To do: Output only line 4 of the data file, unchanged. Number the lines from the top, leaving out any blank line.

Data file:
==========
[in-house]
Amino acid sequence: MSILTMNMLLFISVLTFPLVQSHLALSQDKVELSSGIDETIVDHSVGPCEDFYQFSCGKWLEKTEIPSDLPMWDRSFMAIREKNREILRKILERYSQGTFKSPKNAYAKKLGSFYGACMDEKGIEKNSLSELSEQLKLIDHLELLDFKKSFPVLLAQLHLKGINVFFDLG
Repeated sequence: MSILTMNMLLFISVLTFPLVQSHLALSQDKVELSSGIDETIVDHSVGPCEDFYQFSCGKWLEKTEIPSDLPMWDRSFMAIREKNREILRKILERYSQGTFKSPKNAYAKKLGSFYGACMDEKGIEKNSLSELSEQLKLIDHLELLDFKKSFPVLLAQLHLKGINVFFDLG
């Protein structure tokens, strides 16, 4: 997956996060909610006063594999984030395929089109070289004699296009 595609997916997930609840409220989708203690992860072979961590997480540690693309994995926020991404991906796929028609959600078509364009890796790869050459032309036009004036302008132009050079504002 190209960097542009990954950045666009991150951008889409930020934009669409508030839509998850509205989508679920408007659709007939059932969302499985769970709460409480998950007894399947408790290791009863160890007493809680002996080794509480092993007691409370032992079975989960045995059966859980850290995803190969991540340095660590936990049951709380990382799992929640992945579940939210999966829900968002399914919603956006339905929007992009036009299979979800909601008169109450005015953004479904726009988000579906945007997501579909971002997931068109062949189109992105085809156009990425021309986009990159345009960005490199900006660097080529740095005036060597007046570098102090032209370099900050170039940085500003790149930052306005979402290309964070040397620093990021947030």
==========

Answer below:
């Protein structure tokens, strides 16, 4: 997956996060909610006063594999984030395929089109070289004699296009 595609997916997930609840409220989708203690992860072979961590997480540690693309994995926020991404991906796929028609959600078509364009890796790869050459032309036009004036302008132009050079504002 190209960097542009990954950045666009991150951008889409930020934009669409508030839509998850509205989508679920408007659709007939059932969302499985769970709460409480998950007894399947408790290791009863160890007493809680002996080794509480092993007691409370032992079975989960045995059966859980850290995803190969991540340095660590936990049951709380990382799992929640992945579940939210999966829900968002399914919603956006339905929007992009036009299979979800909601008169109450005015953004479904726009988000579906945007997501579909971002997931068109062949189109992105085809156009990425021309986009990159345009960005490199900006660097080529740095005036060597007046570098102090032209370099900050170039940085500003790149930052306005979402290309964070040397620093990021947030």